MOUNT PLEASANT — The opioid drug epidemic is “decimating” the Lowcountry, a Drug Enforcement Administration officer told a group of about 300 people who met Monday morning to hear leaders address a drug crisis that President Donald Trump recently called a “national emergency.”
The breakfast gathered law enforcement officers, substance abuse specialists and families affected by the opioid epidemic for a discussion at Alhambra Hall that centered on addressing drug abuse among teenagers. The event was organized by WakeUp Carolina, a year-old nonprofit aiming to reduce substance abuse among youth in the community.
The lead DEA officer in the Charleston area, Jason Sandoval, said the community is “urgently seeking” a solution to the crisis. Sandoval drew comparisons to past opioid crises and the crack cocaine epidemic of the 1980s, saying the overdose death rate facing the country now has no precedent.
“Together we will witness the reversal of this dangerous crisis, this outrageous crisis that by historical standards has no equal,” Sandoval said.
The DEA agent said opioid death rates in the Lowcountry far exceed national averages. In Berkeley County, he said, the overdose death rate is 200 percent higher than the national average.
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Carl Ritchie, chief of the Mount Pleasant Police Department, said there have been three deaths in the town due to opioids in the past few weeks.
Still, South Carolina has so far avoided the brunt of illegal opioid use compared with other states. In Ohio, where the population is twice the size of South Carolina, there were 1,444 heroin overdose deaths in 2015. By comparison, there were 100 heroin deaths in South Carolina in the same year. But law enforcement say the numbers have started rising here and they have tried to stay ahead of the problem.
Ritchie said the department has collected 175 pounds of prescription drugs with its campaign that allows people to dispose of their medications. During his speech, Lt. Gov. Kevin Bryant said he hopes to soon announce a “take back” day to encourage people to get rid of their prescription drugs.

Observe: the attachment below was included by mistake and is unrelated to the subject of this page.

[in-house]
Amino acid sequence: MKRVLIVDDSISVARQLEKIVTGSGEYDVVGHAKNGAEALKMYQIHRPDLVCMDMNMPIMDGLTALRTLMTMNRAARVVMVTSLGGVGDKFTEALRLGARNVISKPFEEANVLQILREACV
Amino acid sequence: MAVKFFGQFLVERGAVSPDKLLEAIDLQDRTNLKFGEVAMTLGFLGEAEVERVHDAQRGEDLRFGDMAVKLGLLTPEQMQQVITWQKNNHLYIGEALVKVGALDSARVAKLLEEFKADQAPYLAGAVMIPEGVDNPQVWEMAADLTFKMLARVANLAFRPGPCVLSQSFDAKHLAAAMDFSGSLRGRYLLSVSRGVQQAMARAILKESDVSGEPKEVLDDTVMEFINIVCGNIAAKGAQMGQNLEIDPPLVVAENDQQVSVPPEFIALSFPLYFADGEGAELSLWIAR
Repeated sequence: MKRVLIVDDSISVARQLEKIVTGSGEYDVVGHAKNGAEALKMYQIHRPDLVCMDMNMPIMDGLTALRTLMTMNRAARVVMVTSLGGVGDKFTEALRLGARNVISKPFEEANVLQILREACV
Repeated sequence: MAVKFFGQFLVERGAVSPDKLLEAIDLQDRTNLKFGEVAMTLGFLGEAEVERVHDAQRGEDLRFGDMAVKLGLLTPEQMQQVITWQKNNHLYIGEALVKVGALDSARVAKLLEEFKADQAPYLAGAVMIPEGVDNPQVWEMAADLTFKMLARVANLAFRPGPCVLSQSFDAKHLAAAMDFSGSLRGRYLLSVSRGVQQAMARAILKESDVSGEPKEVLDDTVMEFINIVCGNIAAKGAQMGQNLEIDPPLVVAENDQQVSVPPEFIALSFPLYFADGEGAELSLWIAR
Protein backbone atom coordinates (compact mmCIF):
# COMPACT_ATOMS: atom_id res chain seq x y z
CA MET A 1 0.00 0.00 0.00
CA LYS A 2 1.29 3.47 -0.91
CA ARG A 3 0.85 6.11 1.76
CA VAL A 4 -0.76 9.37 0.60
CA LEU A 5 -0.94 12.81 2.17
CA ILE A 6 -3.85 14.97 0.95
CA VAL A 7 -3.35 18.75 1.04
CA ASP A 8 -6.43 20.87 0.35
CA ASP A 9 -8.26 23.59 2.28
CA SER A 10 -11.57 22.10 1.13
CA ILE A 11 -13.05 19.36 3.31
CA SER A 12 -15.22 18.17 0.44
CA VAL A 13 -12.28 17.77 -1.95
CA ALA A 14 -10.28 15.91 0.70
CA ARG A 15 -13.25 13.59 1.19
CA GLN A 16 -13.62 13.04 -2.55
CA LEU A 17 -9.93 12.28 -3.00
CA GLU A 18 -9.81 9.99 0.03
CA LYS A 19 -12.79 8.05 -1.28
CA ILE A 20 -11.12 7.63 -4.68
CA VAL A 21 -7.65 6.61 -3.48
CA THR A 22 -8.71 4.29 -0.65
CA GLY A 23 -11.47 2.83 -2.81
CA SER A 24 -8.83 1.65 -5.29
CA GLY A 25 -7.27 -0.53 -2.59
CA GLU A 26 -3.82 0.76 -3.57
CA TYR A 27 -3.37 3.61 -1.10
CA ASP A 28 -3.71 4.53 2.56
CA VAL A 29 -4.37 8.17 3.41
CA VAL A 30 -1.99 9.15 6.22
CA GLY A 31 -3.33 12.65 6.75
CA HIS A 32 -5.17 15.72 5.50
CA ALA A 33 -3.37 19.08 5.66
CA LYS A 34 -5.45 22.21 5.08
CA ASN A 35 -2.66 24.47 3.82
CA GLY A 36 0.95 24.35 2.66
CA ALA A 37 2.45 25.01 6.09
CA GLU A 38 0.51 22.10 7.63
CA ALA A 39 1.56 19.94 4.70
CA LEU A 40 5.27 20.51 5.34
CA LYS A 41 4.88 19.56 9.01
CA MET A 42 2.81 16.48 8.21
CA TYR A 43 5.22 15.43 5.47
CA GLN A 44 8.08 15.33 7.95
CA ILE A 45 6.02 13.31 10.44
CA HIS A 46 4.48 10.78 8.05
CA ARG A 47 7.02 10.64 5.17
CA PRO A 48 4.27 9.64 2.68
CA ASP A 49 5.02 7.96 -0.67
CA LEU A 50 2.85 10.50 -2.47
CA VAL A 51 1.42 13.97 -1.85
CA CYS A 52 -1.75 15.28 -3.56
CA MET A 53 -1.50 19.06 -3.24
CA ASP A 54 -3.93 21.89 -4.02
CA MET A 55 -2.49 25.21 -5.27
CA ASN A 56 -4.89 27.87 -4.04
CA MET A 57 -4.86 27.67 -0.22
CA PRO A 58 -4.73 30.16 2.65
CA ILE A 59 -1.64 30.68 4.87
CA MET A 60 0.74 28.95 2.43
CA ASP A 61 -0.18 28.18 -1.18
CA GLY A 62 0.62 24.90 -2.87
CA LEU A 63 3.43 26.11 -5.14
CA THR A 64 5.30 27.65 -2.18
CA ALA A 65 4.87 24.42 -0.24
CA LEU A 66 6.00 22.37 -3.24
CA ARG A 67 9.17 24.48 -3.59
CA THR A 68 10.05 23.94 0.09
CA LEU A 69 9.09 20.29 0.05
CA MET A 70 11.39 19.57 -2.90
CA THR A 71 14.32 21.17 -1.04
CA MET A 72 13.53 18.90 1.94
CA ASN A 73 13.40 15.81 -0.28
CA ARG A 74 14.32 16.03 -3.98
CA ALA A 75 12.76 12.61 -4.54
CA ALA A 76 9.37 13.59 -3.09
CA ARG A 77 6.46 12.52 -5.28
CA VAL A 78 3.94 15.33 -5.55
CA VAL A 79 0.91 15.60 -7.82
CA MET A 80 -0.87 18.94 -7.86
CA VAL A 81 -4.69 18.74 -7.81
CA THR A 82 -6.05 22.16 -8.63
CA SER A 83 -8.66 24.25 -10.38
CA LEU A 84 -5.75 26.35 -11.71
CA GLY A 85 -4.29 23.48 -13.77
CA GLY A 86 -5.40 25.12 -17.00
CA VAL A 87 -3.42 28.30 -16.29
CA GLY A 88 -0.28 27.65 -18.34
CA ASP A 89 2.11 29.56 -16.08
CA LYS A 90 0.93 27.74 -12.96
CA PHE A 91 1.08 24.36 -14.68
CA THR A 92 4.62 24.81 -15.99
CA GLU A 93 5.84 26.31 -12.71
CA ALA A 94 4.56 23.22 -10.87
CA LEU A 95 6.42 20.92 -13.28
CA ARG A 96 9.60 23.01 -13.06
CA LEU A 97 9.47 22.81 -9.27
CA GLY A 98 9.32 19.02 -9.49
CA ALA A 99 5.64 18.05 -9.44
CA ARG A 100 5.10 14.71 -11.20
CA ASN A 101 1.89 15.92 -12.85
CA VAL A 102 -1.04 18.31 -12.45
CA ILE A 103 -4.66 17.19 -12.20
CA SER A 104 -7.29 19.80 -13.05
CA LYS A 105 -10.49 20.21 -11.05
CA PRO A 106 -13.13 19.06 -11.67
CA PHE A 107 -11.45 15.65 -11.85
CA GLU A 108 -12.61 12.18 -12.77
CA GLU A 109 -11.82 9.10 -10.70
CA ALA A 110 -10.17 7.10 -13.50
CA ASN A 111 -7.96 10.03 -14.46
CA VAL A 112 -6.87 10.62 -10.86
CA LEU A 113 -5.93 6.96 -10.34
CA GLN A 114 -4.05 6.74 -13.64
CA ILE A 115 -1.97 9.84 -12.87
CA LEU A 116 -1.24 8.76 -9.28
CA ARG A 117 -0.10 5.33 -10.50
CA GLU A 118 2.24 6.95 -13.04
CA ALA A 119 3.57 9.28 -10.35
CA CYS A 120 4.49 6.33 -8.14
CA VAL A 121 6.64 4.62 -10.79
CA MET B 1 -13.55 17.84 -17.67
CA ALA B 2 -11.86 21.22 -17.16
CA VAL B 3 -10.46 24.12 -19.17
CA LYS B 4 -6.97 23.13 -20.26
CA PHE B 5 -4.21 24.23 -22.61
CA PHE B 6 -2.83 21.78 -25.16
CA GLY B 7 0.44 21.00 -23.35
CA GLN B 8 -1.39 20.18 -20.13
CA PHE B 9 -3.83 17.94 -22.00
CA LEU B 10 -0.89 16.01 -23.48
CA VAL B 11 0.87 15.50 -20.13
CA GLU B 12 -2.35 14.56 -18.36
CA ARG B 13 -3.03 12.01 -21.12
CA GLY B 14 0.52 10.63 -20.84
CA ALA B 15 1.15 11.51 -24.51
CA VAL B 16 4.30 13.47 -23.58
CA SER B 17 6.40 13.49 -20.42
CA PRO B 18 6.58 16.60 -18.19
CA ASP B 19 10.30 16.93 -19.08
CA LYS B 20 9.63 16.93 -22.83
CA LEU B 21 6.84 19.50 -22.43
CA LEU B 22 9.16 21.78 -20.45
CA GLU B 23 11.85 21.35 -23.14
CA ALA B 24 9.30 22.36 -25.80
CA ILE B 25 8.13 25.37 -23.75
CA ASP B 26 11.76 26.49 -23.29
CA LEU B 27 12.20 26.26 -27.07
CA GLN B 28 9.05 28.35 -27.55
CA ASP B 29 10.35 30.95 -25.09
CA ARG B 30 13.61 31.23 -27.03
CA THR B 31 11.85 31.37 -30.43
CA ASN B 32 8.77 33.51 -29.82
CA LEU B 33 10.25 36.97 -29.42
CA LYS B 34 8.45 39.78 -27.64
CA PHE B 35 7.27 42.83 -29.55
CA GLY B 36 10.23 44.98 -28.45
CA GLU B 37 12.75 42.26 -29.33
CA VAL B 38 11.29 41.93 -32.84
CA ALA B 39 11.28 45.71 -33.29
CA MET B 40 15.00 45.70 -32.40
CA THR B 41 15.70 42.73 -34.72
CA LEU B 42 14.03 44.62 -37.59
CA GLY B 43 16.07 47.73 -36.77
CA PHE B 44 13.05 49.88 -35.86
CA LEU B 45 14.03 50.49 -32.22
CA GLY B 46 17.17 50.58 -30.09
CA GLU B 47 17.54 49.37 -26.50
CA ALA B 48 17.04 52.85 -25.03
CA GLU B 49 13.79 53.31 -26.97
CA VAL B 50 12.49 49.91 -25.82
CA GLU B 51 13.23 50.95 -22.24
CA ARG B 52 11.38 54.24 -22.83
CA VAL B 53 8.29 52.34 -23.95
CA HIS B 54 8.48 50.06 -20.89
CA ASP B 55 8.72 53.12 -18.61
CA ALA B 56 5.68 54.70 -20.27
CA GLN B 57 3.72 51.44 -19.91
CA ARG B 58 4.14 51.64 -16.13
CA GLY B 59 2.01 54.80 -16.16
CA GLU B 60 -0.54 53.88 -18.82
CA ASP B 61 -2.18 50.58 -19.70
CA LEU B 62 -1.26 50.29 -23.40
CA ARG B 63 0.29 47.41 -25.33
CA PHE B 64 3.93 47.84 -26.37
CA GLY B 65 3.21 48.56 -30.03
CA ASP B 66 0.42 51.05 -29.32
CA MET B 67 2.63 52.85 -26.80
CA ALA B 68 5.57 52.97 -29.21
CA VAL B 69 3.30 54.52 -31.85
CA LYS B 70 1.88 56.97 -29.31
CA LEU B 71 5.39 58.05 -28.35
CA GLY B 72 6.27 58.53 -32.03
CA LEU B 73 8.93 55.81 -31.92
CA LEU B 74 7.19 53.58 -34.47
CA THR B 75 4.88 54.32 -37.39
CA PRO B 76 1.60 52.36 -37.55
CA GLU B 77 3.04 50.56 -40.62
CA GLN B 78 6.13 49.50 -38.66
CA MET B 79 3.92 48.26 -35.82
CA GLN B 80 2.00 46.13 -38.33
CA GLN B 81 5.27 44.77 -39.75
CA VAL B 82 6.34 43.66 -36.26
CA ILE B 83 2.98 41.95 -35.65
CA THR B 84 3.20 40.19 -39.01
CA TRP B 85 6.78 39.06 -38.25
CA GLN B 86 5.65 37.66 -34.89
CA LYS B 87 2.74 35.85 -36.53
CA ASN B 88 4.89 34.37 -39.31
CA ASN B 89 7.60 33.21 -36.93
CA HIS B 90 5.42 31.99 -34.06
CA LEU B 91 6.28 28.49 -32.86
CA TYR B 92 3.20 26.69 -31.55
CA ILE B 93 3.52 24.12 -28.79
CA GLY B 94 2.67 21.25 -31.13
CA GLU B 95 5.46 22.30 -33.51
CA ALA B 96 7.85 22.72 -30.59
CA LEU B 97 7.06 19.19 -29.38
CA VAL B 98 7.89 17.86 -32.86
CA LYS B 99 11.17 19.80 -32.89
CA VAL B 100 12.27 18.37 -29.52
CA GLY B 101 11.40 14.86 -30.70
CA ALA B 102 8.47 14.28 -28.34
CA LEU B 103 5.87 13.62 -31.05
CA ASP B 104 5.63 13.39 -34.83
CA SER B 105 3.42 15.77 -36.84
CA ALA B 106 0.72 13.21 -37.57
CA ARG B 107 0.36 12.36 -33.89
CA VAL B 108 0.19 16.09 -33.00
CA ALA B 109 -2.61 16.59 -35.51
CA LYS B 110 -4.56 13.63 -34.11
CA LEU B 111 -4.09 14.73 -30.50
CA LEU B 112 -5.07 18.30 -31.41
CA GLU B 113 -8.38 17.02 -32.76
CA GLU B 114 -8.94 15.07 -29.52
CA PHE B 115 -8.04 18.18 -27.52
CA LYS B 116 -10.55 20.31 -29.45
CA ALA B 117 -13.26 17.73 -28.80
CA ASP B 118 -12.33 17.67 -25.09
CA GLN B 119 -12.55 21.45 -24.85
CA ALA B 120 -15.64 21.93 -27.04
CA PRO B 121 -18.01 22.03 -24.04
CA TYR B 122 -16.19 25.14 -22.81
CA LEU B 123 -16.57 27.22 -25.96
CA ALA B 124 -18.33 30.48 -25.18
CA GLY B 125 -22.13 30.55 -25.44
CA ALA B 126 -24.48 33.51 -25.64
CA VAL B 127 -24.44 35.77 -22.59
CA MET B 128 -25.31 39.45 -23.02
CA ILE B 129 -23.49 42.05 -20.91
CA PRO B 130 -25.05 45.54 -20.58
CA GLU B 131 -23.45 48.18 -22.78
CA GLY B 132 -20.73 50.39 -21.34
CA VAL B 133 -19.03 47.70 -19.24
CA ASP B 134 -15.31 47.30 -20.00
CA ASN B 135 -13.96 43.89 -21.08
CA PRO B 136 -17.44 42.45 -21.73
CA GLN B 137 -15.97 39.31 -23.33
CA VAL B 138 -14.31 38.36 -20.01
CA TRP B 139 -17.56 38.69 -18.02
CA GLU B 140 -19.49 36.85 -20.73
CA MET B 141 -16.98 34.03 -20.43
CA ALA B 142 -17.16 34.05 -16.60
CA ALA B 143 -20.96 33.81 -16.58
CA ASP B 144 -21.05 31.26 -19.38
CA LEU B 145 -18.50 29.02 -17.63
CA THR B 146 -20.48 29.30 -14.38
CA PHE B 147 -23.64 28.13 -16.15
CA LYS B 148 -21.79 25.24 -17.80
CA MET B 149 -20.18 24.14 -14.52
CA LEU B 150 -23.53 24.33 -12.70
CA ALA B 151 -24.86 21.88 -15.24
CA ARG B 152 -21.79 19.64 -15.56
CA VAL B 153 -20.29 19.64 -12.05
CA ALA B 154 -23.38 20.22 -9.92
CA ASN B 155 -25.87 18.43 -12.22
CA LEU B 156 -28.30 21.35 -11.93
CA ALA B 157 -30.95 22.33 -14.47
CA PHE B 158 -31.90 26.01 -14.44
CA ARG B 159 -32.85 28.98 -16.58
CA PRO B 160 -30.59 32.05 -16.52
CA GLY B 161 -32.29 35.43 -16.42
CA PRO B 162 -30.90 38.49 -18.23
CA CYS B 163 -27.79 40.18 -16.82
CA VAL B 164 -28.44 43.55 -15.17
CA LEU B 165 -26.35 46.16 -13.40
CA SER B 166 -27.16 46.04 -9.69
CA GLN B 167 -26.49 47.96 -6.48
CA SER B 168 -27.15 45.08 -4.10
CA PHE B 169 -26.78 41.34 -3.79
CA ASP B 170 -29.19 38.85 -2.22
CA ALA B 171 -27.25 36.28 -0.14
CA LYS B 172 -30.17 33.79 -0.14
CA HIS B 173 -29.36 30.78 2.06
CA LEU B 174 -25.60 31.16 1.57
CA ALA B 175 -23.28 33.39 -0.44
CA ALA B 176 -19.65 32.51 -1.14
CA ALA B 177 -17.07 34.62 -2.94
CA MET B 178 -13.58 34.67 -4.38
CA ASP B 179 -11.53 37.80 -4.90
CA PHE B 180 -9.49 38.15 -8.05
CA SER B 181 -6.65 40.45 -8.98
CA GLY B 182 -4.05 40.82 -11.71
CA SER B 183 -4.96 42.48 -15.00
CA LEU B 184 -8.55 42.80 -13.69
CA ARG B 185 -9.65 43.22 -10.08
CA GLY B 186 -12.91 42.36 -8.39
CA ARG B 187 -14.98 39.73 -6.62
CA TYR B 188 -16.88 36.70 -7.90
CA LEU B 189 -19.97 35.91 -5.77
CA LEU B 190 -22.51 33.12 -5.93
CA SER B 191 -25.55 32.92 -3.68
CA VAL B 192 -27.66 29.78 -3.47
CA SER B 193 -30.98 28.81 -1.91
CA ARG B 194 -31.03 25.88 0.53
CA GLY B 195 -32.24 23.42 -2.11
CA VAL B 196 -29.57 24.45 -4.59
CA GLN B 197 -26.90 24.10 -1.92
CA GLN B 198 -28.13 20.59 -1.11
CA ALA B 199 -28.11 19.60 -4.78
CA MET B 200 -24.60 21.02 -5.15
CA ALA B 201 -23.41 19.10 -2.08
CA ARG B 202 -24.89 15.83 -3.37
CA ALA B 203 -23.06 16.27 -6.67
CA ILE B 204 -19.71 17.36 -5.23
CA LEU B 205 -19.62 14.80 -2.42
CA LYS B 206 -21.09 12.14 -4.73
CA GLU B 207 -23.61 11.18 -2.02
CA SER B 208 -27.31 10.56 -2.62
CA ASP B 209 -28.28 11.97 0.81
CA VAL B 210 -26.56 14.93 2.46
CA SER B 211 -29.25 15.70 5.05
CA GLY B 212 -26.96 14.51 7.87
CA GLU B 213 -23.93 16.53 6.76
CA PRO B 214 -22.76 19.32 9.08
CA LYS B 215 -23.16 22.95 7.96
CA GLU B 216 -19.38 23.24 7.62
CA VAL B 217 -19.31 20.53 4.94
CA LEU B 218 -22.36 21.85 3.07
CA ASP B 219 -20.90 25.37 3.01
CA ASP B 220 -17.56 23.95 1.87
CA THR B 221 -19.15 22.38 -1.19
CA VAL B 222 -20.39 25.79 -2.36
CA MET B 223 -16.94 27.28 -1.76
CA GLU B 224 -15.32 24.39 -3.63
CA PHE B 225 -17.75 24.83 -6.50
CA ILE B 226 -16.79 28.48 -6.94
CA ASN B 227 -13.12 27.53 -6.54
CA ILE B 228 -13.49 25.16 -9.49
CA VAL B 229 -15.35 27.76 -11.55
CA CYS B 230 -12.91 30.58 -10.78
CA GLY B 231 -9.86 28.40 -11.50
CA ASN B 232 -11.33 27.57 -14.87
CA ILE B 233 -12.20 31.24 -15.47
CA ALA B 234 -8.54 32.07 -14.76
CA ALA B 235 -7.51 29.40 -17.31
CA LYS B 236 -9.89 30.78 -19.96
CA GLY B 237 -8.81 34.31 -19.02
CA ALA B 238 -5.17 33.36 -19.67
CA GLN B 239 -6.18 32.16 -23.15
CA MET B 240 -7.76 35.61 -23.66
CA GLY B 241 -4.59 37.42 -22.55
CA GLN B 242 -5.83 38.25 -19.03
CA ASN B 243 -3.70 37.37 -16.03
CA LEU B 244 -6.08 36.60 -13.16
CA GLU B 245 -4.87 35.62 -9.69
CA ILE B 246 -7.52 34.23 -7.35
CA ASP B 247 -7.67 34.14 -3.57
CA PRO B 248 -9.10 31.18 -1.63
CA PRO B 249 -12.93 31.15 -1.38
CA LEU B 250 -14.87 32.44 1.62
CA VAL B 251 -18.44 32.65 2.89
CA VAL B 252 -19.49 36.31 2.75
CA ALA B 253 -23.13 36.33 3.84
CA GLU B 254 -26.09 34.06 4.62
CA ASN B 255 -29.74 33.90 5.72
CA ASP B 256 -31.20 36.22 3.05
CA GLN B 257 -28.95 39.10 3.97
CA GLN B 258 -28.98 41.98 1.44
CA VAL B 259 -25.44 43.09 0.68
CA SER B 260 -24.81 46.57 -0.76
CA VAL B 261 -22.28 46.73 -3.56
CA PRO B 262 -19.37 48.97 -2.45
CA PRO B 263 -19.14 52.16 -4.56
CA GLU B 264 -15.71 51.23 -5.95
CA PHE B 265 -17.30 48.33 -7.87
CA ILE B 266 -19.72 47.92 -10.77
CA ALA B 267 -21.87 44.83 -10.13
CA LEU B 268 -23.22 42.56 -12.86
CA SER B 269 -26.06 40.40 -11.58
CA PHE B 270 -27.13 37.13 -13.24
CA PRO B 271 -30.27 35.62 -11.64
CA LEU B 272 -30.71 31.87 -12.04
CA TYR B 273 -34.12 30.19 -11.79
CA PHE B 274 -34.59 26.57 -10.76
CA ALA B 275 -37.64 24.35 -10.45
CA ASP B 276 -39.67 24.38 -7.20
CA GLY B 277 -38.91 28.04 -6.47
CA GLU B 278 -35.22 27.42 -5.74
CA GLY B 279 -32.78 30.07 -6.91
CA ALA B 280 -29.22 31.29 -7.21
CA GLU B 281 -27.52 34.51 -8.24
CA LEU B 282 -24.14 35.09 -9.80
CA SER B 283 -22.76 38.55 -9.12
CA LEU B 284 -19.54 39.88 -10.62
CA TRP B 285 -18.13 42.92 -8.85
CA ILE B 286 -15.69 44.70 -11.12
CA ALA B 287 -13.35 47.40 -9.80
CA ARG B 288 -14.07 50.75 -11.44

Charleston County Coroner Rae Wooten said the number of deaths due to opioids in the county has been “astounding.”
“We can’t build enough rehab centers. We can’t build enough jails to house all the dealers, and we can’t hire enough law enforcement officers to identify and arrest,” Wooten said. “We’ve got to better prevention.”
She said prevention has to start at a younger age. Even high school may be too late, she said.
Thirty-eight percent of teens admit to abusing prescription drugs, Ritchie said, and with many parents present, kids were the focus of discussion Monday.
Advocates said schools in the community have not been receptive to educational efforts. Sandoval said he has personally faced resistance from schools in the community. He said school boards need to “wake up.” One school in Mount Pleasant and another on Daniel Island have welcomed the DEA and WakeUp Carolina’s educational efforts, he said. Sandoval did not say which schools those were.
The driver of the opioid problem in South Carolina remains misused prescription drugs, something Bryant, who also owns a pharmacy in Anderson, addressed in his keynote speech. Bryant said he has witnessed the number of opioid prescriptions in his own pharmacy triple since he first began practicing.
“By the sheer number of narcotics that we dispense, it is overprescribed,” Bryant said.
Bryant said he opposed implementing a prescription drug database, but now that one is in place, it should be used to its fullest potential.